'Revolutionary': Life-saving cholesterol drug approved for use in England

1 September 2021, 08:51

The cholesterol drug could help prevent 55,000 heart attacks and strokes.
The cholesterol drug could help prevent 55,000 heart attacks and strokes. Picture: Alamy

By Emma Soteriou

A "revolutionary" cholesterol drug that can help prevent thousands of heart attacks and strokes has been approved for use in England.

The cholesterol-lowering drug - called inclisiran - will be available on the NHS and is predicted to save around 30,000 lives within the next decade.

It will be given to people with high cholesterol or mixed dyslipidaemia - abnormally high levels of fats in their blood - who have already had a heart attack or stroke, it has been revealed under draft final guidance by the National Institute for Health and Care Excellence (Nice).

However, the treatment is also recommended for use in research trials of people who have never had any cardiovascular issues.

NHS England said it would be rolled out at an unprecedented scale after the health service and manufacturer struck a deal that enables the use of inclisiran at a cost-effective price.

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The drug is the first of a new type of treatment, which uses RNA interference (RNAi) to help the liver remove harmful cholesterol from the blood.

It will be given as an injection by nurses in GP surgeries across England, with an initial dose followed by another three months later. After that, it will be given twice a year.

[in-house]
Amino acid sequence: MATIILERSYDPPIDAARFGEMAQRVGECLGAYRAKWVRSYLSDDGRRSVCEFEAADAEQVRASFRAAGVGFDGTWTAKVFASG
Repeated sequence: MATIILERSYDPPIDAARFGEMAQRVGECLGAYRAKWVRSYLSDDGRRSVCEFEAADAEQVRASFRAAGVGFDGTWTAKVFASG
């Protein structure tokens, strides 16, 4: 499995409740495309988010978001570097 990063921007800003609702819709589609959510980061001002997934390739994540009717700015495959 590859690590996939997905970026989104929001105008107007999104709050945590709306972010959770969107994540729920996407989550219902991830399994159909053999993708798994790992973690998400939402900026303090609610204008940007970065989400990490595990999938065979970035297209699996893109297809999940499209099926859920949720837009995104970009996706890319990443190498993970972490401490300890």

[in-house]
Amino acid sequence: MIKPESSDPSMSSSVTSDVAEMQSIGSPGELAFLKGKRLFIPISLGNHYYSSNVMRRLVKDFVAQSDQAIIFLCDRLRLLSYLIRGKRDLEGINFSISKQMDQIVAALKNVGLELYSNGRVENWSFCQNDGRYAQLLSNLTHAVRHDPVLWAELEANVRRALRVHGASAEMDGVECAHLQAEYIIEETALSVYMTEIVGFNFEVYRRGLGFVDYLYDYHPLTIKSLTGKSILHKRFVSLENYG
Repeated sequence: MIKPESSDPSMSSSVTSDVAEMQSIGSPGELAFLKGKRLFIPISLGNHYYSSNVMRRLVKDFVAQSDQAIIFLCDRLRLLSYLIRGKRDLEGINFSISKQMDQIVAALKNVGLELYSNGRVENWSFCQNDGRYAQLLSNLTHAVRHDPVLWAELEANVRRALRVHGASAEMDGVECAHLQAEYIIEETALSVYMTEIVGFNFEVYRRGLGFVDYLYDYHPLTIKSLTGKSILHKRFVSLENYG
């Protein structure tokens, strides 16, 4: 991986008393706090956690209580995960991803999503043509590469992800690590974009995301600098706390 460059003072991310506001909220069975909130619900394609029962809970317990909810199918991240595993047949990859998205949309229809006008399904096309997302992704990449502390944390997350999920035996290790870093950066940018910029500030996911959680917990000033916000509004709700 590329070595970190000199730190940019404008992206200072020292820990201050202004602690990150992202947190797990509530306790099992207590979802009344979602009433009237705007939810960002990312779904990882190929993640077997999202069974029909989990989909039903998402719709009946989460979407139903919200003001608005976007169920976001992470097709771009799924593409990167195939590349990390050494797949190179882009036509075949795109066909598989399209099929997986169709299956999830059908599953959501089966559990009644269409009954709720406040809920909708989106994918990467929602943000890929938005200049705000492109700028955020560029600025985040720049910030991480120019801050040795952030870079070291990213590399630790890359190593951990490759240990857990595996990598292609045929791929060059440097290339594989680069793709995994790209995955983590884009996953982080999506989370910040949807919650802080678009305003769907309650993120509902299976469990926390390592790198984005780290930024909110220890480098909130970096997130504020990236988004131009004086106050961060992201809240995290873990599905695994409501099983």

Clinical trial evidence showed that inclisiran might lower levels when other treatments had not reduced them enough, Nice said.

Meanwhile, NHS England and NHS Improvement estimated that around 300,000 people will have received the drug in three years' time, helping prevent 55,000 heart attacks and strokes.

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Health Secretary Sajid Javid said: "This is a huge step forward in tackling the scourge of heart disease, which tragically kills thousands every year.

"I want to thank the NHS, Novartis and Nice for this work to help treat one of the world's deadliest diseases."

NHS chief executive Amanda Pritchard said the cholesterol-lowering drug was "revolutionary".

"The NHS is committed to using cutting-edge treatments to save and improve patients' lives," she said.

"Heart disease is still one of the major killer conditions so it is fantastic that we now have such an effective and convenient treatment for those living with dangerously high cholesterol levels.

"This world-leading deal for the rollout of inclisiran will save lives and enable hundreds of thousands of people to benefit from this revolutionary treatment, while also being fair to taxpayers."

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More than two in five people in England have high cholesterol, which puts them at significant risk of developing heart disease, NHS England has said. It accounts for around a quarter of deaths in England each year.

Meindert Boysen, Nice deputy chief executive and director of the Centre for Health Technology Evaluation, said: "Inclisiran represents a potential game-changer in preventing thousands of people from dying prematurely from heart attacks and strokes.

"We're therefore pleased to be able to recommend it as a cost-effective option on the NHS supported by the ground-breaking deal between NHS England and NHS Improvement and Novartis - a deal that could see as many as 300,000 people with high cholesterol or mixed dyslipidaemia who have already had a previous cardiovascular event receive the drug over the next three years."